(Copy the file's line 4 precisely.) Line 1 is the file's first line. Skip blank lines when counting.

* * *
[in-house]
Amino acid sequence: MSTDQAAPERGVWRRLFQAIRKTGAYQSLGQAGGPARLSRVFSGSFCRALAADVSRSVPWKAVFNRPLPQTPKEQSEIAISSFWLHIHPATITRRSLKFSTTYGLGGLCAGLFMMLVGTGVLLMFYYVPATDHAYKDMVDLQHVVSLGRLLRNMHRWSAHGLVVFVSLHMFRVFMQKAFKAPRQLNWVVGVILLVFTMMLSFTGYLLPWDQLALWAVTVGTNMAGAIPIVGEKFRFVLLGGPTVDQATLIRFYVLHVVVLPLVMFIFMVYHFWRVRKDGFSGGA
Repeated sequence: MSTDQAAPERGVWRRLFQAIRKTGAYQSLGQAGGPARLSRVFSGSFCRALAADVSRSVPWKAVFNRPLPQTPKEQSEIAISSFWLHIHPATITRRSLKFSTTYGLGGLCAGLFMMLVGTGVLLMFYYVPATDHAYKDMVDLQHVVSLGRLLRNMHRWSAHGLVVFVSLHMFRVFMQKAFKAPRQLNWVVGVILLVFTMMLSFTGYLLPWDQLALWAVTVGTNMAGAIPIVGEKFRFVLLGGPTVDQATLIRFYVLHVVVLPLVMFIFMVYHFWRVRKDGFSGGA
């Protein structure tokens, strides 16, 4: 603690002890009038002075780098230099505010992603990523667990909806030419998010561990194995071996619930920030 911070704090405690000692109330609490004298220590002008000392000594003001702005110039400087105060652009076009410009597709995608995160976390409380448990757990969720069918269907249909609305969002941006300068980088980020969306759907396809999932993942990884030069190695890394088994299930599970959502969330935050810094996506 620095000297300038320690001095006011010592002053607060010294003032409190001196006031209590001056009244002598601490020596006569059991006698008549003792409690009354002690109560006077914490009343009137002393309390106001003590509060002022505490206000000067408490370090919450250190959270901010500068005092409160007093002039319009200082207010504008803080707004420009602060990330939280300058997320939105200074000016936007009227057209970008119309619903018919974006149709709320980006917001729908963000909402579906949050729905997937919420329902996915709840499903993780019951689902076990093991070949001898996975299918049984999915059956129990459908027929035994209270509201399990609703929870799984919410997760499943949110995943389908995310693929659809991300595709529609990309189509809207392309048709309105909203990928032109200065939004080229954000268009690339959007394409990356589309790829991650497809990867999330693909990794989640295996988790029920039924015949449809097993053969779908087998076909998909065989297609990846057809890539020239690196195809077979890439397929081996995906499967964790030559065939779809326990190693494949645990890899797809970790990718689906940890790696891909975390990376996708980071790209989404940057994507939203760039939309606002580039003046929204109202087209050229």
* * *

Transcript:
């Protein structure tokens, strides 16, 4: 603690002890009038002075780098230099505010992603990523667990909806030419998010561990194995071996619930920030 911070704090405690000692109330609490004298220590002008000392000594003001702005110039400087105060652009076009410009597709995608995160976390409380448990757990969720069918269907249909609305969002941006300068980088980020969306759907396809999932993942990884030069190695890394088994299930599970959502969330935050810094996506 620095000297300038320690001095006011010592002053607060010294003032409190001196006031209590001056009244002598601490020596006569059991006698008549003792409690009354002690109560006077914490009343009137002393309390106001003590509060002022505490206000000067408490370090919450250190959270901010500068005092409160007093002039319009200082207010504008803080707004420009602060990330939280300058997320939105200074000016936007009227057209970008119309619903018919974006149709709320980006917001729908963000909402579906949050729905997937919420329902996915709840499903993780019951689902076990093991070949001898996975299918049984999915059956129990459908027929035994209270509201399990609703929870799984919410997760499943949110995943389908995310693929659809991300595709529609990309189509809207392309048709309105909203990928032109200065939004080229954000268009690339959007394409990356589309790829991650497809990867999330693909990794989640295996988790029920039924015949449809097993053969779908087998076909998909065989297609990846057809890539020239690196195809077979890439397929081996995906499967964790030559065939779809326990190693494949645990890899797809970790990718689906940890790696891909975390990376996708980071790209989404940057994507939203760039939309606002580039003046929204109202087209050229």